Appeal from the Order of the Unemployment Compensation Board of Review in the case of In Re: Claim of Sandra L. Evanson, No. B-187831.
Jeffrey L. Gilbert, with him Heriberto Hernandez-Pastrana, for petitioner.
James K. Bradley, Associate Counsel, with him Richard L. Cole, Jr., Chief Counsel, for respondent.
President Judge Crumlish, Jr. and Judges Rogers and Blatt, sitting as a panel of three. Opinion by Judge Rogers. This decision was reached prior to the resignation of Judge Mencer. Concurring Opinion by Judge Blatt.
[ 66 Pa. Commw. Page 412]
Sandra L. Evanson appeals from an order of the Unemployment Compensation Board of Review denying her benefits because she was not able to work and available for suitable work as required by Section 401(d) of the Unemployment Compensation Law.*fn1
The findings of fact show that the claimant had been employed as a secretary-bookkeeper for more than three years before January 30, 1980, when she was laid off. She received partial unemployment benefits beginning February 23, 1980. In April, 1980 the claimant was accepted as a full-time student at Northampton County Area Community College for the Fall of 1980 semester. The Office of Employment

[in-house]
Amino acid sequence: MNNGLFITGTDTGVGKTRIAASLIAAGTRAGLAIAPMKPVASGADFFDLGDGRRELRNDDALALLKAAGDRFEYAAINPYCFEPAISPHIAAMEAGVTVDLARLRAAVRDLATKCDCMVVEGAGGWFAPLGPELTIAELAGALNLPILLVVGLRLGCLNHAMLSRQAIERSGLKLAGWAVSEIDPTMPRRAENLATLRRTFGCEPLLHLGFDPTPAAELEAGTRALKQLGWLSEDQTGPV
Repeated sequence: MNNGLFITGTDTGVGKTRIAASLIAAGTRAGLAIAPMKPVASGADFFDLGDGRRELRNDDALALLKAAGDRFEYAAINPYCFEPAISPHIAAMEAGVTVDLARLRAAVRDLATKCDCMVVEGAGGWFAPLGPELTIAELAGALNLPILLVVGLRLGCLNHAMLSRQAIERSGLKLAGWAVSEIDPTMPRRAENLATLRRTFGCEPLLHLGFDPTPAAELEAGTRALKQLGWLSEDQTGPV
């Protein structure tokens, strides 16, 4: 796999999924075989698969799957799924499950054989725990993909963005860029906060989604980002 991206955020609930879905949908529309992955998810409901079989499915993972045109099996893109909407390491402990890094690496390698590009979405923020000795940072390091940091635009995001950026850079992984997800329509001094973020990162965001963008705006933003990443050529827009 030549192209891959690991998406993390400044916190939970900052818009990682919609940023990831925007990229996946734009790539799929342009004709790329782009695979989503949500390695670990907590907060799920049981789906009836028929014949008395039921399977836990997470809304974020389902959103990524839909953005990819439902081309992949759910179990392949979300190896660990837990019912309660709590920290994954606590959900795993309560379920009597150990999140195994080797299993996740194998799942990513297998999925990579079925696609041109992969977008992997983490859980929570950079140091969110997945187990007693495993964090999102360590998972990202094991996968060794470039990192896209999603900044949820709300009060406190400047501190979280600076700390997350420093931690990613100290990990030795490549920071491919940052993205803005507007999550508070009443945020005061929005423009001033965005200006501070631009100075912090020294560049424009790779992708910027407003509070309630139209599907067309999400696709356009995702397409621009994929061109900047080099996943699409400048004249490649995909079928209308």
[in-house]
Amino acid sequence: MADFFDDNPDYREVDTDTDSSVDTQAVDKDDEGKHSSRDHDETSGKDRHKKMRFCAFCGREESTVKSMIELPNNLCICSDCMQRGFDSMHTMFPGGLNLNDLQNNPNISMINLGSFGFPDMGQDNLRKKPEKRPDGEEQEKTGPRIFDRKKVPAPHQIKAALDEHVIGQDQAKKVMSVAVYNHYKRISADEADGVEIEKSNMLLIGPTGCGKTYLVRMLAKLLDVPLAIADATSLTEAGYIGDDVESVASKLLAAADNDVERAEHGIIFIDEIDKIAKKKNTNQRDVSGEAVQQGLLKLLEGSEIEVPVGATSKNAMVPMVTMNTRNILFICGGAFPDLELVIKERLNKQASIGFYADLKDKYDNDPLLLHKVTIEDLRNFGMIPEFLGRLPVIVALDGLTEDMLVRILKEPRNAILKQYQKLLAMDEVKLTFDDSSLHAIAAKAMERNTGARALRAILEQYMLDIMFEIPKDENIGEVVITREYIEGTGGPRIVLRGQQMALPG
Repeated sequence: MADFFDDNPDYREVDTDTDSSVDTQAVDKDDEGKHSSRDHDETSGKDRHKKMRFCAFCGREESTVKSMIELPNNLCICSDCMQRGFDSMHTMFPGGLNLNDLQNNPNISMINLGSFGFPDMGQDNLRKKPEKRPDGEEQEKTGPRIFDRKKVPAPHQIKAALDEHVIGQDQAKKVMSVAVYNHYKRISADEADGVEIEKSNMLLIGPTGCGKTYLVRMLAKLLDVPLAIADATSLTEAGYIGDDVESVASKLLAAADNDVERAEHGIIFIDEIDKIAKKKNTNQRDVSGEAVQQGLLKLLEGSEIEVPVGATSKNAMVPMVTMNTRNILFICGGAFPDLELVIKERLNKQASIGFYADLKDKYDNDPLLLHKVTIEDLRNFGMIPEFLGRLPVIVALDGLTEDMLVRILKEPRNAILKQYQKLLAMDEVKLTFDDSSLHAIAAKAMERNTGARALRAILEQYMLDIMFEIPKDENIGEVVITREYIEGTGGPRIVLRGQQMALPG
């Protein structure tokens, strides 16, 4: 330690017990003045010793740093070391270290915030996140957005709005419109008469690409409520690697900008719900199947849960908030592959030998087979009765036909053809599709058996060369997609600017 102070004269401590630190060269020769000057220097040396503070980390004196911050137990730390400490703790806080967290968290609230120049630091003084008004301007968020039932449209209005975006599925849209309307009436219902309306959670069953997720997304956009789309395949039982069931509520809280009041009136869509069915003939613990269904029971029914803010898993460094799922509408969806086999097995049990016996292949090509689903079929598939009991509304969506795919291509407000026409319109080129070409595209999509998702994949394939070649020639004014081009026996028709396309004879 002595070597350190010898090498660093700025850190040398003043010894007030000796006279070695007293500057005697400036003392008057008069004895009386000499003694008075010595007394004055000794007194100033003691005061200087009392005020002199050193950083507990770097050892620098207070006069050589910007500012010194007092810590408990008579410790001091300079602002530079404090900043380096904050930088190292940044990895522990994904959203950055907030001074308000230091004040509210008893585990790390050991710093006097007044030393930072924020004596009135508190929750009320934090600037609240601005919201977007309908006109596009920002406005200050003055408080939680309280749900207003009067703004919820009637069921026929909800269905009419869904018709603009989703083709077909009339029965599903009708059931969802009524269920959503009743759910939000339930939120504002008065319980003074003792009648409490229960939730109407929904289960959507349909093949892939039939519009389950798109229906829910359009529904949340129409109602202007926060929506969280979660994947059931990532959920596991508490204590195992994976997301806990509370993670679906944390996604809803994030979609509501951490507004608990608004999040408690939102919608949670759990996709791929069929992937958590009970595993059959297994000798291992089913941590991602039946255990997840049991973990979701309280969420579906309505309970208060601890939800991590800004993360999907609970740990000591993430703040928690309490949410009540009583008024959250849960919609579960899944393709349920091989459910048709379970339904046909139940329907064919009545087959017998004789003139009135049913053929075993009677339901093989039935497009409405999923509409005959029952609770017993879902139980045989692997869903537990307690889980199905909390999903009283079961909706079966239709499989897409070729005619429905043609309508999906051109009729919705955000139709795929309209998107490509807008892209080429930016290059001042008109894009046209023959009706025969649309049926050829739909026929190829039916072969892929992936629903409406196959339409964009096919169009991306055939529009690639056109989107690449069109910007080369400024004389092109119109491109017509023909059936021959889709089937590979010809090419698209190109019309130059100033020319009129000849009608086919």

[ 66 Pa. Commw. Page 413]
Security refused further benefits when the claimant informed it on May 28, 1980 of her scholastic plans for the Fall. The referee affirmed, holding that the claimant restricted her availability for employment by becoming a student. The Board affirmed the referee's action and this appeal followed. We reverse.
The referee and the Board decided that the claimant became unavailable for suitable work in May, 1980 because in the Fall she was going to go to college.
The unemployment compensation authorities did not have the benefit of the Supreme Court's holding in Penn Hills School District v. Unemployment Compensation Board of Review, 496 Pa. 620, 437 A.2d 1213 (1981), that the fact alone that the claimant's availability appears to be for a short term is not disqualifying under Section 401(d). In Penn Hills, the claimant, a school bus driver, missed seven nonconsecutive days of work during one month because of severe weather conditions. The Supreme Court upheld a grant of benefits stating:
The General Assembly could have established a general disqualification based upon the length of the lay-off or the employee's assurance of returning to work -- it did not and the courts cannot. To permit such a disqualification to stand would be to erect an irrebuttable presumption that the short-term unemployed expecting to return to work with the same employer are never available for suitable work. Given the existence of many types of short-term temporary employment, especially in a large ...